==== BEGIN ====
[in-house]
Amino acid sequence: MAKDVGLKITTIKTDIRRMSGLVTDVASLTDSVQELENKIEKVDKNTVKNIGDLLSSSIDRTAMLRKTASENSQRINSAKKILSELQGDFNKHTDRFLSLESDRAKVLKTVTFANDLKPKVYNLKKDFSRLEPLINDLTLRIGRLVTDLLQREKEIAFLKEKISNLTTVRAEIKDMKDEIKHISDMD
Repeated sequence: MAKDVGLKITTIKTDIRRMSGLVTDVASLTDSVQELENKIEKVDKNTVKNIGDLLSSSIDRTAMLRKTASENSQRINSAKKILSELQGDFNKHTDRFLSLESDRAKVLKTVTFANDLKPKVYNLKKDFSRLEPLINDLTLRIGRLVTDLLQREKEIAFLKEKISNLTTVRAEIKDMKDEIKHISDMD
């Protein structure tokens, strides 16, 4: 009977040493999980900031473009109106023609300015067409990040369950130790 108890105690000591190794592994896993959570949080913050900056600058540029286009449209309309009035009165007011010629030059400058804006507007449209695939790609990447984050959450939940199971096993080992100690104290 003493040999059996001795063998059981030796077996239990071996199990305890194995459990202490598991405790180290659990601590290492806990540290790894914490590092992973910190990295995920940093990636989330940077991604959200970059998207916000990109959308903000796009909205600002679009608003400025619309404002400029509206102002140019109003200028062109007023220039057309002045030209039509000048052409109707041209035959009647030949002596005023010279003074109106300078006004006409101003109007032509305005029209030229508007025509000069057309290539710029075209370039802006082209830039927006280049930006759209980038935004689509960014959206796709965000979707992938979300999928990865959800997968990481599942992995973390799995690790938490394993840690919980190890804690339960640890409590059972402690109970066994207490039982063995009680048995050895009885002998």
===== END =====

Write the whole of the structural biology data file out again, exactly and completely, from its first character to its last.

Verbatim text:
[in-house]
Amino acid sequence: MAKDVGLKITTIKTDIRRMSGLVTDVASLTDSVQELENKIEKVDKNTVKNIGDLLSSSIDRTAMLRKTASENSQRINSAKKILSELQGDFNKHTDRFLSLESDRAKVLKTVTFANDLKPKVYNLKKDFSRLEPLINDLTLRIGRLVTDLLQREKEIAFLKEKISNLTTVRAEIKDMKDEIKHISDMD
Repeated sequence: MAKDVGLKITTIKTDIRRMSGLVTDVASLTDSVQELENKIEKVDKNTVKNIGDLLSSSIDRTAMLRKTASENSQRINSAKKILSELQGDFNKHTDRFLSLESDRAKVLKTVTFANDLKPKVYNLKKDFSRLEPLINDLTLRIGRLVTDLLQREKEIAFLKEKISNLTTVRAEIKDMKDEIKHISDMD
């Protein structure tokens, strides 16, 4: 009977040493999980900031473009109106023609300015067409990040369950130790 108890105690000591190794592994896993959570949080913050900056600058540029286009449209309309009035009165007011010629030059400058804006507007449209695939790609990447984050959450939940199971096993080992100690104290 003493040999059996001795063998059981030796077996239990071996199990305890194995459990202490598991405790180290659990601590290492806990540290790894914490590092992973910190990295995920940093990636989330940077991604959200970059998207916000990109959308903000796009909205600002679009608003400025619309404002400029509206102002140019109003200028062109007023220039057309002045030209039509000048052409109707041209035959009647030949002596005023010279003074109106300078006004006409101003109007032509305005029209030229508007025509000069057309290539710029075209370039802006082209830039927006280049930006759209980038935004689509960014959206796709965000979707992938979300999928990865959800997968990481599942992995973390799995690790938490394993840690919980190890804690339960640890409590059972402690109970066994207490039982063995009680048995050895009885002998």